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Harnessing anticancer drugs for the future fight against influenza

Date:
September 5, 2012
Source:
Helsingin yliopisto (University of Helsinki)
Summary:
Researchers in Finland have developed a new cell screening method that can be used to identify potential anti-influenza drugs. They also identified two novel anti-influenza agents.

In search for novel antivirals, a total of 201 host-directed compounds were tested for their antiviral efficacy.
Credit: Photographer Oxana Denisova, FIMM

Researchers at the Institute for Molecular Medicine Finland (FIMM) together with their collaborators have developed a new cell screening method that can be used to identify potential anti-influenza drugs. They also identified two novel anti-influenza agents.

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Medical Systems Virology group at the Institute for Molecular Medicine Finland (FIMM) at the University of Helsinki, together with its national and international collaborators, developed a new cell screening method that can be used to identify potential anti-influenza drugs. The researchers were able to identify two novel compounds with anti-influenza activity, obatoclax and gemcitabine and prove the efficacy of a previously known drug saliphenylhalamide. The study was recently accepted for publication in the Journal of Biological Chemistry and is now available online.

Influenza viruses cause significant human morbidity and mortality. To treat the infections, different virus-directed drugs have been developed. However, the currently available drugs are targeting viral proteins and due to a high mutation rate the influenza viruses quickly develop resistance to them. For that reason, next-generation antiviral drugs should be directed towards the host functions. The results of this study provide a foundation for development of next-generation antiviral drugs. Furthermore, these identified compounds can be used as chemical tools when studying the molecular mechanisms of virus-host interactions.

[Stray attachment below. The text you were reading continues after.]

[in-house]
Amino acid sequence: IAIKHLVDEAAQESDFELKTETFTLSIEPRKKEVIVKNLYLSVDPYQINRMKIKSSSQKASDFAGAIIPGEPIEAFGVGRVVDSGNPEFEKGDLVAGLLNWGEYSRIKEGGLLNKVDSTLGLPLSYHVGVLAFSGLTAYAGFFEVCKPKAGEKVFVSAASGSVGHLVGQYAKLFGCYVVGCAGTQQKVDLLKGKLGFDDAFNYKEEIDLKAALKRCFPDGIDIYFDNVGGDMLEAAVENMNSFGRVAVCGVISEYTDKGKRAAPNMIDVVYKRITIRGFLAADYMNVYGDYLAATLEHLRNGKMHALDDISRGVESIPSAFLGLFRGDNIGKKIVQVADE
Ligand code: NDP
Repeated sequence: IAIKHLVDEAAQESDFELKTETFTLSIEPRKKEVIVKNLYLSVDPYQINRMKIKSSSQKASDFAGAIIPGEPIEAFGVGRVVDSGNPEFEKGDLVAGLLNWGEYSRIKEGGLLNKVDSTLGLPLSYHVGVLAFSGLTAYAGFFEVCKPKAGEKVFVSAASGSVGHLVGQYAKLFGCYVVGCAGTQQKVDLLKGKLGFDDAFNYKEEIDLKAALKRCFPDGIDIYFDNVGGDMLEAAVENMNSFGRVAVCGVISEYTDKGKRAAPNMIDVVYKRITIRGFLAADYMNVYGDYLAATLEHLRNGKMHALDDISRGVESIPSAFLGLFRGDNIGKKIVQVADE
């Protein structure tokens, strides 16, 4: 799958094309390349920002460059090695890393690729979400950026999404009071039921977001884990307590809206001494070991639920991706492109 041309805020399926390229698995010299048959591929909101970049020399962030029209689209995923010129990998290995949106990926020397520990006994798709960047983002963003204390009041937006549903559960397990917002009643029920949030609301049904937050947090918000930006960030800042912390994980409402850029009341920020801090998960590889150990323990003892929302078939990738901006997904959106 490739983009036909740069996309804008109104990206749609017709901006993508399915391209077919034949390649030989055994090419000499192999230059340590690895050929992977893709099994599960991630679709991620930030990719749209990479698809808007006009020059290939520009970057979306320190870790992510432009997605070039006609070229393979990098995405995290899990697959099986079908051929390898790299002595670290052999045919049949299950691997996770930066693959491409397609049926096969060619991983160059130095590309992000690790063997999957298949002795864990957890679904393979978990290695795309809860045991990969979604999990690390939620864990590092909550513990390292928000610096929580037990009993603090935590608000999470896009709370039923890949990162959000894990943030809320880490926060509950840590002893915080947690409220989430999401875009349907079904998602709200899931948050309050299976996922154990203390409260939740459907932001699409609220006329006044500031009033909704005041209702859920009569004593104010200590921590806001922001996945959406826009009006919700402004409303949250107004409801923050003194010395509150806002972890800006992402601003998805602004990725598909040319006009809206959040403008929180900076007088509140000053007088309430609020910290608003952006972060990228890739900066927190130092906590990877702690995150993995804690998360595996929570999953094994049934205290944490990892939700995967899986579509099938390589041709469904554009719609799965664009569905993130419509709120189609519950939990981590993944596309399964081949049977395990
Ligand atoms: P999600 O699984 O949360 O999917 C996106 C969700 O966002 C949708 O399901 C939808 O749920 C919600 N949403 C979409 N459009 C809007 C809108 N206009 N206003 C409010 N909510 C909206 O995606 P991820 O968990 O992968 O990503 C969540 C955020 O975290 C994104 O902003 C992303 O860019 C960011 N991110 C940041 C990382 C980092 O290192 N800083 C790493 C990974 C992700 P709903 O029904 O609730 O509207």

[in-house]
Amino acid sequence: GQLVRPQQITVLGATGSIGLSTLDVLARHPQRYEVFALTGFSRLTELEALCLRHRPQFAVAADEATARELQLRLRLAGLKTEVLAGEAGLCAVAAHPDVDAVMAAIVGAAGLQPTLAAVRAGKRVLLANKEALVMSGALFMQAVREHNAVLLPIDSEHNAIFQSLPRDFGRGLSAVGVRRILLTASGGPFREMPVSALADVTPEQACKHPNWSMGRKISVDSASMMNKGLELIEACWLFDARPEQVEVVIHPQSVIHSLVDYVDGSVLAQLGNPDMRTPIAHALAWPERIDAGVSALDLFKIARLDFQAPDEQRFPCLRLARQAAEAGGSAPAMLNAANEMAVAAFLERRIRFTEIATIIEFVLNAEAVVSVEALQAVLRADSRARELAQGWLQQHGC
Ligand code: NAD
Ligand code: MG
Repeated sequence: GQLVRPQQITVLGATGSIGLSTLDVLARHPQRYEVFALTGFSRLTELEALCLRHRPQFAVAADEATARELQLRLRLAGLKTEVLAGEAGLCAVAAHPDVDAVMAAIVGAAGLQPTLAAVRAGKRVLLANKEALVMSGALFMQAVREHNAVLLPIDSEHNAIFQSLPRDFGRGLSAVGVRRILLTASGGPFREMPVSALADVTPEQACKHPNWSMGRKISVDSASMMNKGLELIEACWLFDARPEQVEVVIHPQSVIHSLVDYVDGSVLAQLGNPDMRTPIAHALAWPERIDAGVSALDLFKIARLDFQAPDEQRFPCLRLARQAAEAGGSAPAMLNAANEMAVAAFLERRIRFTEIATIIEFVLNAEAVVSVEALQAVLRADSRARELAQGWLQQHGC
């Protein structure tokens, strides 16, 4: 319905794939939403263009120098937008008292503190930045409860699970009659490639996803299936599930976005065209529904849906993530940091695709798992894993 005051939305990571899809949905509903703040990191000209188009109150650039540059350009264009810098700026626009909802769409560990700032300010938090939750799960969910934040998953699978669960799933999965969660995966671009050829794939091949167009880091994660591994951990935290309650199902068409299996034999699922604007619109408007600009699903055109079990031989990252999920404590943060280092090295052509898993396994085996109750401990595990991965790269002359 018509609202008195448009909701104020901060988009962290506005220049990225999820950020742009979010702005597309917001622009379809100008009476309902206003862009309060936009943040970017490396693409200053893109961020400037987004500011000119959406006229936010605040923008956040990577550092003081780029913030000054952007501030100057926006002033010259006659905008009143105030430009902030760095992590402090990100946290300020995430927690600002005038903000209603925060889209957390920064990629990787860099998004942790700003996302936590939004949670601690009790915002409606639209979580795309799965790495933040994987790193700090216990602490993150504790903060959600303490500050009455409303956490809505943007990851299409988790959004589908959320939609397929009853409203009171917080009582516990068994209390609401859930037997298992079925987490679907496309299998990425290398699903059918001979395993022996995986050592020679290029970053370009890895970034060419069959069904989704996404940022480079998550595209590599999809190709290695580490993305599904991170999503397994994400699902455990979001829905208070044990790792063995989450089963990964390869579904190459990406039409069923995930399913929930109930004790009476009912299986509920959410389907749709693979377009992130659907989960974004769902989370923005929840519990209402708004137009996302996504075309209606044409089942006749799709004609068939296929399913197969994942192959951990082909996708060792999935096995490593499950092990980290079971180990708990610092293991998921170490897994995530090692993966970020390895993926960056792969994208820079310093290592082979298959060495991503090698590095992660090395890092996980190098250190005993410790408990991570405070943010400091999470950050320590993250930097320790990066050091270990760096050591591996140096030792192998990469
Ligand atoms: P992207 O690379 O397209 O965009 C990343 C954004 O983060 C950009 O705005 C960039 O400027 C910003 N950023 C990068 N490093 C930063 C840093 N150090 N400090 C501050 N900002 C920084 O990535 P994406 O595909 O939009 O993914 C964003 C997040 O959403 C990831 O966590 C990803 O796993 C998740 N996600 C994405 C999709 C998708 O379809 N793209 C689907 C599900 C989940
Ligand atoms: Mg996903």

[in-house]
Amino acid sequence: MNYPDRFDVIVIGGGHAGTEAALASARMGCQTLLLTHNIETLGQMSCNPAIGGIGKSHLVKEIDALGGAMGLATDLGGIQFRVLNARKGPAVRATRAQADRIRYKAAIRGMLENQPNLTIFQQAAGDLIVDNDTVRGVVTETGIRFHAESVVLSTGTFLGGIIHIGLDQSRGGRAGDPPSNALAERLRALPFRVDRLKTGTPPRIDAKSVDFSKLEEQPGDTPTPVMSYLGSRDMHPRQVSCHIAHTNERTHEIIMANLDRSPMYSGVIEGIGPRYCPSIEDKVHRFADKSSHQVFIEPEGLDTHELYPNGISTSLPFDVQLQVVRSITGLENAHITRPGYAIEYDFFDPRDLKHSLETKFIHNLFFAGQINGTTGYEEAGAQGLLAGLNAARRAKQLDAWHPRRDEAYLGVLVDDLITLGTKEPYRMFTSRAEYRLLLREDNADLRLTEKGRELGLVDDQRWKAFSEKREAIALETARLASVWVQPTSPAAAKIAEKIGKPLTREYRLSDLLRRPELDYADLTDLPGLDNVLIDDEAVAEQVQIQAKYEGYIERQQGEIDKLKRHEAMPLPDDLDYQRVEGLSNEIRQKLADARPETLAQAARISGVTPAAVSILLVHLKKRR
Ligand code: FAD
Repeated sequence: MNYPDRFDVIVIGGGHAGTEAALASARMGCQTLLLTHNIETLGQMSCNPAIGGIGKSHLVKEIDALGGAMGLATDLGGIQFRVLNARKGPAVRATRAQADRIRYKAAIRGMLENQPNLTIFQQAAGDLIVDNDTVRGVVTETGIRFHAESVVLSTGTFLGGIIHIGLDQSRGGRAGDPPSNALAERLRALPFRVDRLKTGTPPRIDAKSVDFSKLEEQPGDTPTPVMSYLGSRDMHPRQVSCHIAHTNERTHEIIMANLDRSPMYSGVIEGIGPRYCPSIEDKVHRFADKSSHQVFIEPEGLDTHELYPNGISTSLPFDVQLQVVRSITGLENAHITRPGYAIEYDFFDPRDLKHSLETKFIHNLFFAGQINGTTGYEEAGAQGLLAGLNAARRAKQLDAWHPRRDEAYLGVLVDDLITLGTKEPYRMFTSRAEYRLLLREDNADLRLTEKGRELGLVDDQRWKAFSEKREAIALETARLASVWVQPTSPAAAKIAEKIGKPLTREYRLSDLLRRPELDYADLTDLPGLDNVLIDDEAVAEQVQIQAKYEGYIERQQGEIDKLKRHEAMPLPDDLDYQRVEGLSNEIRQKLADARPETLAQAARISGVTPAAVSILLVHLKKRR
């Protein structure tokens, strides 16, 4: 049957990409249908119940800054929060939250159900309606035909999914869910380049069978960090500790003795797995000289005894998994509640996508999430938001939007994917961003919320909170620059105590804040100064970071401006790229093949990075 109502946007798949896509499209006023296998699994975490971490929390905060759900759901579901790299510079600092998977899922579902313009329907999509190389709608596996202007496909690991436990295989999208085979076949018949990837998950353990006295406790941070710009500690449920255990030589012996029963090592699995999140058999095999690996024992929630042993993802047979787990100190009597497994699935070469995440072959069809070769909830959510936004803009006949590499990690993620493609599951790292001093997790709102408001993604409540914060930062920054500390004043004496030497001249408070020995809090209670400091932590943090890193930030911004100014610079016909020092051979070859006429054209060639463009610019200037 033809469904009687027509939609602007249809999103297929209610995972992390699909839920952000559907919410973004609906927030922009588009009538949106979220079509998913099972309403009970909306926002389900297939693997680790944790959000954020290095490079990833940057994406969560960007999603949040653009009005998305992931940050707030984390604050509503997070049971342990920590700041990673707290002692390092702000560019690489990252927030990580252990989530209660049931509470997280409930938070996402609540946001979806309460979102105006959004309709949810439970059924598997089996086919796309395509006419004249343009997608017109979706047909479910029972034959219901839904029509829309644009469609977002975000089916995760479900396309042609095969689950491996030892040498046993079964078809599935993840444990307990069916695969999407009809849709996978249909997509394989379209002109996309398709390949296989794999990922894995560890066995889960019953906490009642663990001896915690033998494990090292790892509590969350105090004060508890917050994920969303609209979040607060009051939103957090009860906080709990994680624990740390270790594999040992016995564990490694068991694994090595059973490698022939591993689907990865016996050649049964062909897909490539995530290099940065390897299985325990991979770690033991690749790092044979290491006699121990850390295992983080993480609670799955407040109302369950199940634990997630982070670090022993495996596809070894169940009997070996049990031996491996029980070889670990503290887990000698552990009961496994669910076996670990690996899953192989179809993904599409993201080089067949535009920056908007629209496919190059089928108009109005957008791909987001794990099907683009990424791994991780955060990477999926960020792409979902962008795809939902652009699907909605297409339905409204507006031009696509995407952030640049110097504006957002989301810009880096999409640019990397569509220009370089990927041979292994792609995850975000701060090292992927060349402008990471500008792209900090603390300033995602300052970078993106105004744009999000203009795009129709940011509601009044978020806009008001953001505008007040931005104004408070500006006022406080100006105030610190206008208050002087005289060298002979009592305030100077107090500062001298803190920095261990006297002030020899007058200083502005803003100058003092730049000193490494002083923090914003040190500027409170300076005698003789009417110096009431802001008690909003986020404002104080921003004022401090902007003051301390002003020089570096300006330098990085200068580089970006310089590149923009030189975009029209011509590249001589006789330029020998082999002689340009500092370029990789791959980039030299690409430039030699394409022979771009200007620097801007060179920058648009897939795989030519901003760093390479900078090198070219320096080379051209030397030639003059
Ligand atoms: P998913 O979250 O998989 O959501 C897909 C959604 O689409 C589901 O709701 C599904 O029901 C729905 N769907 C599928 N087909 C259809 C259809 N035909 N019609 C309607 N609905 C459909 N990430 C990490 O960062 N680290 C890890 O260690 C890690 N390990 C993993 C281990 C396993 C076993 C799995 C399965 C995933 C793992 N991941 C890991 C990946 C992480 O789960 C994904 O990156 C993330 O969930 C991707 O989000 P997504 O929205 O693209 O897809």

“An interesting aspect of this study is that the antiviral effects of obatoclax, saliphenylhalamide and gemcitabine, which all are either investigational or approved anticancer agents, are achieved at much lower concentrations than that needed to mediate cancer cell death” said the group leader Denis Kainov. However, further research is still needed before these drugs can be clinically tested and applied in influenza infections.

This research project is a good example of repurposing of drugs, i.e. finding new applications for existing drugs and thus saving money and time on drug development.

“We anticipate that these types of drugs could in the future reinforce the therapeutic arsenal and address the needs of the society to control influenza outbreaks”, said Olli Kallioniemi, the Director of FIMM.


Story Source:

The above story is based on materials provided by Helsingin yliopisto (University of Helsinki). Note: Materials may be edited for content and length.


Journal Reference:

  1. O. V. Denisova, L. Kakkola, L. Feng, J. Stenman, A. Nagaraj, J. Lampe, B. Yadav, T. Aittokallio, P. Kaukinen, T. Ahola, S. Kuivanen, O. Vapalahti, A. Kantele, J. Tynell, I. Julkunen, H. Kallio-Kokko, H. Paavilainen, V. Hukkanen, R. M. Elliott, J. K. De Brabander, X. Saelens, D. E. Kainov. Obatoclax, saliphenylhalamide and gemcitabine inhibit influenza A virus infection. Journal of Biological Chemistry, 2012; DOI: 10.1074/jbc.M112.392142

Cite This Page:

Helsingin yliopisto (University of Helsinki). "Harnessing anticancer drugs for the future fight against influenza." ScienceDaily. ScienceDaily, 5 September 2012. <www.sciencedaily.com/releases/2012/09/120905083903.htm>.
Helsingin yliopisto (University of Helsinki). (2012, September 5). Harnessing anticancer drugs for the future fight against influenza. ScienceDaily. Retrieved January 29, 2015 from www.sciencedaily.com/releases/2012/09/120905083903.htm
Helsingin yliopisto (University of Helsinki). "Harnessing anticancer drugs for the future fight against influenza." ScienceDaily. www.sciencedaily.com/releases/2012/09/120905083903.htm (accessed January 29, 2015).

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